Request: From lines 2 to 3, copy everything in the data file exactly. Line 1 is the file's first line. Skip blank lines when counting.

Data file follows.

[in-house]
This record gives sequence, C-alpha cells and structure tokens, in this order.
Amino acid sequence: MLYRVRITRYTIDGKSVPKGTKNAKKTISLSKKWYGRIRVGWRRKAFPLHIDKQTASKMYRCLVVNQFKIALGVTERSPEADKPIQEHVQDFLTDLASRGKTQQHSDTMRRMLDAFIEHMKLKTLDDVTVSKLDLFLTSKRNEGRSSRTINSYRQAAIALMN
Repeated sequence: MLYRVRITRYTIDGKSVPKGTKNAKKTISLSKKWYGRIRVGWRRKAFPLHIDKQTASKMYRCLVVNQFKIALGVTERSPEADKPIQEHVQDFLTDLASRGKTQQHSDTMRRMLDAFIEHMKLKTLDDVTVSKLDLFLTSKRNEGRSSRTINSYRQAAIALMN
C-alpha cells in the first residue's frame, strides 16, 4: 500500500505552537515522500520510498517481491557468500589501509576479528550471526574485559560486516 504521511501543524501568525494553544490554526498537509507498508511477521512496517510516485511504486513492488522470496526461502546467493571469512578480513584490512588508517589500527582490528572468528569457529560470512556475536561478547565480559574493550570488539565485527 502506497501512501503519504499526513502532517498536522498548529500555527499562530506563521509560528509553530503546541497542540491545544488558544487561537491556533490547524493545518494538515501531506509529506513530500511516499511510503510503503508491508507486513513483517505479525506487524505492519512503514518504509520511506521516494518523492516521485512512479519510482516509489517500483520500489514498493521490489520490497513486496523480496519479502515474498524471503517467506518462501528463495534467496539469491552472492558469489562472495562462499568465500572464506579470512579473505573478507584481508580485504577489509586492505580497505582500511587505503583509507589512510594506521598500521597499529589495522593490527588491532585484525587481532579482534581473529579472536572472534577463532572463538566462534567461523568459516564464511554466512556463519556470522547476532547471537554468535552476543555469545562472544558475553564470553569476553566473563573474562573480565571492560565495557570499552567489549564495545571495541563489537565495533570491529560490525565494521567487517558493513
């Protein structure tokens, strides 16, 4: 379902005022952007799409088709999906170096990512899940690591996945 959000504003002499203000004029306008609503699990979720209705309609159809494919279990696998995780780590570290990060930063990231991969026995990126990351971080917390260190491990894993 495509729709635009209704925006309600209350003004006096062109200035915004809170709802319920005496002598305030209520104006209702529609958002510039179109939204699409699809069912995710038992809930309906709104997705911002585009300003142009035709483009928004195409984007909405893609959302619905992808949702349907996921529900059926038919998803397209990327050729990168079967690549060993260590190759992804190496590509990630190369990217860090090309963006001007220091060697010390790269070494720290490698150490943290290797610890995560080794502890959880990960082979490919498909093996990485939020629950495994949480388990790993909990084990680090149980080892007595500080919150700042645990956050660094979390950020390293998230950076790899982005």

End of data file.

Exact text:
This record gives sequence, C-alpha cells and structure tokens, in this order.
Amino acid sequence: MLYRVRITRYTIDGKSVPKGTKNAKKTISLSKKWYGRIRVGWRRKAFPLHIDKQTASKMYRCLVVNQFKIALGVTERSPEADKPIQEHVQDFLTDLASRGKTQQHSDTMRRMLDAFIEHMKLKTLDDVTVSKLDLFLTSKRNEGRSSRTINSYRQAAIALMN